Tagged closed areas

Closed Areas Cautionary Tales Pt. 2: Scotland’s Firth of Clyde

The Firth (or bay) at the mouth of the Clyde River southwest of Glasgow has been fished for centuries. But the area suffered a crippling collapse in populations of the most important fin fish after eliminating protected areas which had stood for decades. … More Info »

Closed Areas Cautionary Tales Pt. 1: Canada’s Cod Catastrophe

As fishery managers consider re-introducing damaging forms of fishing like bottom trawling into these protected areas, they should also consider the experiences of other fisheries that exploited protected areas. This post, the first in a series of three, will focus on the dramatic collapse of Canadian cod stocks, brought about in part by poor habitat protection. … More Info »

Talking Turkey About Fish

The air of optimism and relief that accompanied the creation of the sector system two years ago, the “end of overfishing” in New England, and the predictions that many stocks were rebuilding to high levels had presaged a new and better future. Any optimism is now gone, and in hindsight it seems ridiculous. The fox is not only guarding the chicken house; he is systematically demolishing it. … More Info »

Fish Talk in the News – Friday, October 19th

In this week’s Fish Talk in the News, recreational and commercial fishermen express concerns over opening the closed areas; a new website documents cases of marine ecosystem-based management; SMAST will conduct an independent survey of groundfish stocks; barramundi thrive in New England aquaculture; record warm sea surface temperatures linked to a Gulf Stream shift, and the NSC hesitantly supports catch share accumulation caps. … More Info »

Fish Talk in the News – Friday, September 28

In this week’s Fish Talk in the News, NEFMC moves to open closed areas; John Bullard reverses his decision on a seasonal gillnetting closure; NOAA proposes exempting scallopers from accountability measures on yellowtail bycatch; a report highlights the culture of distrust between fishermen and regulators; the Center for American Progress explains stock assessments; NOAA finds deep water coral hotspots on Georges Bank; the Boston Globe exposes problems with underweight seafood sold to New England consumers. … More Info »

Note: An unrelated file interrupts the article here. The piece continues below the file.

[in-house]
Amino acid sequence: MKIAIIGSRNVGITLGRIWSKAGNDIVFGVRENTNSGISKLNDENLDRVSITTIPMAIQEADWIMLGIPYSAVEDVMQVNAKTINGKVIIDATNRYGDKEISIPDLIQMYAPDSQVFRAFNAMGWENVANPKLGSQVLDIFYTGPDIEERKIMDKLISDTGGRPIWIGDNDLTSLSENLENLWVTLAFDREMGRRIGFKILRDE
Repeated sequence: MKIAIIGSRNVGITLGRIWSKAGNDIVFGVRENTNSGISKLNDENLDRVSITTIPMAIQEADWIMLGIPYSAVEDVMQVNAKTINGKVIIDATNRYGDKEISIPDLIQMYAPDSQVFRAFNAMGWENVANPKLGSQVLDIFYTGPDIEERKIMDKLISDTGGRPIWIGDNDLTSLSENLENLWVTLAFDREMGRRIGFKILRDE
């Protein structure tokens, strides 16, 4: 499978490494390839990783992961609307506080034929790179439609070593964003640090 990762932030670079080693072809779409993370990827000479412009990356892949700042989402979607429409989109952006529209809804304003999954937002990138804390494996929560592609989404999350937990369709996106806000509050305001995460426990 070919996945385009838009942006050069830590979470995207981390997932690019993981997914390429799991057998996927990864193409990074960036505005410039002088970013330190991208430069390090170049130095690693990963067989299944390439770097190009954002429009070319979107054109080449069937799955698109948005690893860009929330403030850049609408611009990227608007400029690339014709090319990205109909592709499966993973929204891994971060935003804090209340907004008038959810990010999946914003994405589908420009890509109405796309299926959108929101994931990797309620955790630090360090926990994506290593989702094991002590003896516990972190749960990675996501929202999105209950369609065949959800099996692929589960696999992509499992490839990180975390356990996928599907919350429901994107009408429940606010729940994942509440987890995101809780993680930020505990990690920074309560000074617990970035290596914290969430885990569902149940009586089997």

Opening the Closed Areas – A bet we can’t afford to take?

On Thursday, the New England Fishery Management Council (NEFMC) will meet for the first time since the Secretary of Commerce declared the New England groundfish fishery, which includes species such as cod, haddock, and flounder, a disaster. One of the ideas currently being discussed is opening groundfish closed areas that have been closed to fishing for the past 15 years; a proposition that could be the final straw causing the collapse of the fisheries in the Gulf of Maine. … More Info »

Fish Talk in the News – Friday, September 21

In this week’s Fish Talk in the News, the NEFMC Groundfish Committee proposes opening closed areas; blanket shark fin bans may hurt the sustainable dogfish industry; Gloucester fishing personalities comment on warm waters this summer; a NOAA report ranks New Bedford first in the country in fishing revenues; cod stocks move north in response to record-setting warm water temperatures; the scallop quota could take a heavy cut over the next two years due to poor recruitment. … More Info »

Illegal and Wrong

Wednesday’s New England Fishery Management Council’s Groundfish Committee meeting was … depressing. As the expression goes, just when I think I am seeing light at the end of the tunnel I realize that it is the headlights of the on-coming bus. Once again, current events—bad as they are—seem about to be exploited to produce an even more dismal future. The topic was throwing open the decades-long fishery closed areas to exploitation again. … More Info »

To help GOM cod, NMFS should not touch closed areas

It’s been widely reported that at its February meeting, the New England Fishery Management Council voted to ask the National Marine Fisheries Service to take emergency action on Gulf of Maine cod for the 2012 fishing year. The measures proposed, including a mere 3-13% reduction in the catch limit, were notable largely for their failure to address the condition of the depleted cod stock. But there is an aspect of the proposed package that has received little attention, which is troubling, because it would have NMFS open up five of the six existing areas currently closed to groundfishing. … More Info »